Transient ischemic attackis caused by a temporary clot. Often called “mini-strokes,” these warning strokes should be taken very seriously as potential precursors to more serious and damaging strokes.
Jane Eppard had a type of ischemic stroke called an embolic stroke, which is caused by a clot within an artery that forms somewhere other than in the brain itself. Often from the heart, these clots, or emboli, travel through the bloodstream until they become lodged and cannot travel any farther. This type of clot restricts blood flow to the brain and causes physical and neurological damage almost instantly.
Sometimes the symptoms of other conditions can cause a person to believe they are experiencing a stroke, says Fouzia Siddiqui, MD, medical director of the Sentara RMH stroke program. For instance, low blood pressure can cause slurred speech and blurred vision. A migraine headache can be accompanied by numbness or slurred speech. Anxiety attacks can make the body weak all over. Bleeding in the brain can affect one side of the body. So when a stroke is suspected, a computed tomography (CT) scan is performed to pinpoint the exact cause of a patient’s symptoms.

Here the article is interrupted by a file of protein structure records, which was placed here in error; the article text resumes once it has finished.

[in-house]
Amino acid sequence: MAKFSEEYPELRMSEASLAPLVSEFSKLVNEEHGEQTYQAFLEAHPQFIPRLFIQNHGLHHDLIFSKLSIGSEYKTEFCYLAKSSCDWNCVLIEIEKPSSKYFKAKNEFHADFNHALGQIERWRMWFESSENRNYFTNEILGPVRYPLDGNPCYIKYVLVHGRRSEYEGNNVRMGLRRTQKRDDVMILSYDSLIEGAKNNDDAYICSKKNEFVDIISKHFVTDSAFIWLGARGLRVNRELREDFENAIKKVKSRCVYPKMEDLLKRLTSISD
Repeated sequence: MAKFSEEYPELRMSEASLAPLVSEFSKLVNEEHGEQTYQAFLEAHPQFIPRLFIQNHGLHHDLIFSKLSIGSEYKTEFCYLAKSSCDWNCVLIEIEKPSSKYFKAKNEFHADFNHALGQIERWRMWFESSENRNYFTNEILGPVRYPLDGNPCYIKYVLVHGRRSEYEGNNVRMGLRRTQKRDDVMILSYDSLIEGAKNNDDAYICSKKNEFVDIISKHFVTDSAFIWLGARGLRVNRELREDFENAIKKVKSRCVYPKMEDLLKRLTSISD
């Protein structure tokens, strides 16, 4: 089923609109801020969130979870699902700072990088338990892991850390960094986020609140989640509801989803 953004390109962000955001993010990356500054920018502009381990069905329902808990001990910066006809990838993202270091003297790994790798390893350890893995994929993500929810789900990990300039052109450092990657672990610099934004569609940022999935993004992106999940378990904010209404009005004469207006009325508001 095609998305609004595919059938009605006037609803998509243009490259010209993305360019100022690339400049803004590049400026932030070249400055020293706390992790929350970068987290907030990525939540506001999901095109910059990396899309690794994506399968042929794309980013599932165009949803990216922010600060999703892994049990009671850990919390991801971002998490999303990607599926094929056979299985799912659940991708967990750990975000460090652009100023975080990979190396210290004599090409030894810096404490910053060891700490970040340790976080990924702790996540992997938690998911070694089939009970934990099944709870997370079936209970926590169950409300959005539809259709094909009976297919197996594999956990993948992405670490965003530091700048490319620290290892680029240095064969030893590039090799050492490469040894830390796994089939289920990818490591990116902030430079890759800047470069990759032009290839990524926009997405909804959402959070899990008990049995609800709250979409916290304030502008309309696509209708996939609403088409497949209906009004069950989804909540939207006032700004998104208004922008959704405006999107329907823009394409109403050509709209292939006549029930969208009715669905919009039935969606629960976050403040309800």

“With a stroke, the side goes weak and the face droops. The CT scan can determine what the effects of the stroke on the brain are,” Dr. Siddiqui says.
Sentara RMH gets stroke alerts about 20 to 25 times per month, and the hospital administers the clot-busting drug Alteplase approximately three to five times per month.
“We try to be overly cautious when diagnosing and treating potential stroke patients, just to be on the safe side,” says Dr. Siddiqui. “The entire stroke team at Sentara RMH is ready to assess these situations quickly and get patients the treatment they need.”